Lalitha Ram's biography of the mridangam maestro to be released on Sunday, 11 December

Ramachandran's customs passage at the Chennai airport in 2003, after spending two years at the Washington State University, was smooth. He had nothing much to declare except two suitcases of recordings of old maestros of Carnatic music. His Masters degree in Material Sciences got him a plumb job in Bangalore while the material in the suitcase elevated him to the role of G.N. Balasubramaniam's (GNB) biographer in 2006. Now, his biography of mridangam maestro Palani Subramania Pillai is due to be released on December 11, besides a documentary on S. Rajam, the musician and painter par excellence.

“While working in the laboratory, my nights were spent listening to great maestros. Growing with my love for music was my interest in the lives of musicians. The two books helped me realise that the personality of a musician is inseparable from his music,” says Ramachandran, whose passion for Carnatic music turned him into a connoisseur during his college days between 1997 and 2001.

“Though I got admission in many colleges in and around Chennai, I preferred Shanmuga Engineering College in Thanjavur so that I could live in Chola Nadu where classical music thrived. Thiruvaiyaru was my favourite haunt.  I used all the free time I had to hone my knowledge of music and musicians,” says Ramachandran, who assumed the name Lalitha Ram, so that he always carries his favourite raga Lalita with him.

Lalitha Ram admits he is one of the many fanatic rasikas of GNB. He has listened to every single piece of the maestro's music and has collected every detail of his life. This knowledge found a calling when he was asked to pen the biography of the legend for Vikatan Pathipagam.

Then his attention was drawn to mridangam vidwan Palani Subramania Pillai (also known as Palani Subbudu), while constantly listening to his accompaniment of another great vocalist Madurai Mani Iyer.

“I was spell bound by Palani producing sangatis for the Bhimplas raga composition ‘Kanda karunai puriyum vadivel'. It needed some kind of super human efforts to bring out the feelings of the song in a percussion instrument. For the line ‘annai parashakti arul sudarvel', he would produce a long dheemkaram which would sound like Omkaram and I have no words to express my feeling,” exclaims Lalitha Ram.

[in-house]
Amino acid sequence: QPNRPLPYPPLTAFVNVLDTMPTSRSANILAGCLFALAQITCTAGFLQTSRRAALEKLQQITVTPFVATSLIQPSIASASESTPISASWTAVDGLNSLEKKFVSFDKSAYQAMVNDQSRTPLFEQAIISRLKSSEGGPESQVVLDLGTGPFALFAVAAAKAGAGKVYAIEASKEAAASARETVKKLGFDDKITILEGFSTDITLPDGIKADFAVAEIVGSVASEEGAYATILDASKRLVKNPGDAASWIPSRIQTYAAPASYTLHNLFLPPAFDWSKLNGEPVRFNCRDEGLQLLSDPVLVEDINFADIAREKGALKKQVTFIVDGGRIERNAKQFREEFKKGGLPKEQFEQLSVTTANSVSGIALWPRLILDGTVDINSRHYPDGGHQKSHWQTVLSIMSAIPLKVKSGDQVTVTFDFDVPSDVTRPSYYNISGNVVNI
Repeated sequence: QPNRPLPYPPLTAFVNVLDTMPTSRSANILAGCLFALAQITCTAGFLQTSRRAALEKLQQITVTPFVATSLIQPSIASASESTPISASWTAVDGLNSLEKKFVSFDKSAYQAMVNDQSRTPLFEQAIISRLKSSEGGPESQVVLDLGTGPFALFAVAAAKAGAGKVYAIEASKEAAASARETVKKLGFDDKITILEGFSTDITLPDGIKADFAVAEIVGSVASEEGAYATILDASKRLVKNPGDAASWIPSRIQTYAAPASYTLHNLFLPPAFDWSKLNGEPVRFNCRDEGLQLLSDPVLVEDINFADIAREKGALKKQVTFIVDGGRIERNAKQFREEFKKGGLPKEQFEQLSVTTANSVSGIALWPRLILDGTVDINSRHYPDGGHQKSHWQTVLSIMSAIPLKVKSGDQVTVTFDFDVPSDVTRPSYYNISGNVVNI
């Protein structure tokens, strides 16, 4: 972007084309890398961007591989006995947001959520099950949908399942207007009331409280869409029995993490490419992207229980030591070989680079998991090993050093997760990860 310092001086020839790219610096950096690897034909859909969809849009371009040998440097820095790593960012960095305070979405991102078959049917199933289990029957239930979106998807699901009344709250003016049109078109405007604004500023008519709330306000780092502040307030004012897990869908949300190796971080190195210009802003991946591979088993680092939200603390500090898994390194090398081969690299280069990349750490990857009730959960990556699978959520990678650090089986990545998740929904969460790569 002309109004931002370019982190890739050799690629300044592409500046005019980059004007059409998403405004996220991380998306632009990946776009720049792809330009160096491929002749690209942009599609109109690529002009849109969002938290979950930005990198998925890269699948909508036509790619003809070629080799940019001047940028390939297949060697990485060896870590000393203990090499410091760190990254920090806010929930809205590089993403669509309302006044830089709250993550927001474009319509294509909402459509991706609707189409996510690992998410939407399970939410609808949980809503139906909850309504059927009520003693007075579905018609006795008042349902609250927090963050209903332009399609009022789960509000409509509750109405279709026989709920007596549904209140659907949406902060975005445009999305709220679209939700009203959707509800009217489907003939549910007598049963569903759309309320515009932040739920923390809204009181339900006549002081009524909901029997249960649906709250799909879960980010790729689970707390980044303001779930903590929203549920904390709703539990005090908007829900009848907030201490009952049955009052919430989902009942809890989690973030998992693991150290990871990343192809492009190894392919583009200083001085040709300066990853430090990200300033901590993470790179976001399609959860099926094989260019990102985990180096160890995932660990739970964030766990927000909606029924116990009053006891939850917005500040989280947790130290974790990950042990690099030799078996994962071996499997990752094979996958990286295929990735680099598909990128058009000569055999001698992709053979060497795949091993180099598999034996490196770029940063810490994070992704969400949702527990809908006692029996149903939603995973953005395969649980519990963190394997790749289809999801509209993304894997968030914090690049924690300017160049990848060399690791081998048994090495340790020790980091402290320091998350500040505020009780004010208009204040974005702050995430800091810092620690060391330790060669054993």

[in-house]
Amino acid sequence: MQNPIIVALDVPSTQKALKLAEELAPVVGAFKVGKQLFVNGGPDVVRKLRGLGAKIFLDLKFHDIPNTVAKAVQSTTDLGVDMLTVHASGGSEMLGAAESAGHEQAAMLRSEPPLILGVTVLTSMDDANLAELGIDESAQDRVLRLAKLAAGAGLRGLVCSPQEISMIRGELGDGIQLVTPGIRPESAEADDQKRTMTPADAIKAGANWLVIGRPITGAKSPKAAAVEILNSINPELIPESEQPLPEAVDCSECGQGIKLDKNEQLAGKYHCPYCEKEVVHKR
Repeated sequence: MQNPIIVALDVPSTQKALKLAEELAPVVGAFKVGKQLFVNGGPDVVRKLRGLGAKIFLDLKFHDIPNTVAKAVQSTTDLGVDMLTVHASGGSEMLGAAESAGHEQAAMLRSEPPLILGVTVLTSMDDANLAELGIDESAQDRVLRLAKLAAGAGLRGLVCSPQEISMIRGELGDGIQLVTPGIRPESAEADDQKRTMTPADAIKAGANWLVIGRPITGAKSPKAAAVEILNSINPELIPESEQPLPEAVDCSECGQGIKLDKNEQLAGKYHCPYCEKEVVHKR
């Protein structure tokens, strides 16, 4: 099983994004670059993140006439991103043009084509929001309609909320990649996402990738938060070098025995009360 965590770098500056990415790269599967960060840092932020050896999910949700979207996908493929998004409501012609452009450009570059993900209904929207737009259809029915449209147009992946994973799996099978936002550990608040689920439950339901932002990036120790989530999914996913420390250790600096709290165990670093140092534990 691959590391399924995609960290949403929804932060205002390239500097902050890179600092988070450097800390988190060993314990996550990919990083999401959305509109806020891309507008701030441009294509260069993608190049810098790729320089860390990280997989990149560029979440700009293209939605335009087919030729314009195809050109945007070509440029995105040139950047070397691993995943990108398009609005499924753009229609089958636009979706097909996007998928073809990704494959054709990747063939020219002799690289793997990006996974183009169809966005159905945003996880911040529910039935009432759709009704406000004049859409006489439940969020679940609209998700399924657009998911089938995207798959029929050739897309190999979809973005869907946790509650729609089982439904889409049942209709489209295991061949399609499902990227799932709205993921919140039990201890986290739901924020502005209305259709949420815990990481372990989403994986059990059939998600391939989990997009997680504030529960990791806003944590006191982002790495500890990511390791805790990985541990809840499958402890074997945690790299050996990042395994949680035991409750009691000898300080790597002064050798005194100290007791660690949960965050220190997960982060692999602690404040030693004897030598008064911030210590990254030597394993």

However, the urge to write a biography was born while attending the centenary celebrations of Palani Subbudu. “I was thoroughly disappointed since there were not many people in the auditorium. There I decided to write the book to tell the world the greatness of this artiste, the foremost exponent of the Pudukottai school of mridangam playing, which adopted many nuances of tavil playing.”

Elaborating on the choice of the title for his Tamil book ‘Dhruva Nakshatram', Ram explains: “The name of the mythical Dhruva suits Subbudu perfectly. If Dhruva was ignored by his father, Subbudu, despite showing promise, received little encouragement from his father Palani Muthiah Pillai for he was a left hander and was considered unsuitable for mridangam playing. Like Dhruva, Subbudu also was ill-treated by his stepmother. His marriage was a failure. Despite the odds stacked against him, Palani shone like Dhruva.”

According to Ram, it was his style of mridangam playing, without any traces of imitation of other schools, that set him apart from his contemporaries.

“He was uncompromising. But for Chembai Vaidyanatha Bhagavatar, he would have plunged into oblivion. Chembai encouraged him and allowed him to play more taniavartanams in a single concert and the music world lapped up Subbudu,” he says, while gratefully acknowledging the help rendered by K.S. Kalidas, Palani Subbudu's disciple.

In writing the biography, Ram has not confined himself just to the life history of Subbudu. He has portrayed him against the backdrop of the Pudukottai school of mridangam playing and its uniqueness while recalling the contributions of other exponents preceding him such as Dakshinamurthy Pillai, Mammontiya Pillai and his contemporary, Ramanathapuram C.S. Murugaboopathy.

 It is a pleasant coincidence that the coveted Sangita Kalanidhi award this year goes to Trichy Sankaran, the prime disciple of Palani and the inheritor of the Pudukottai school.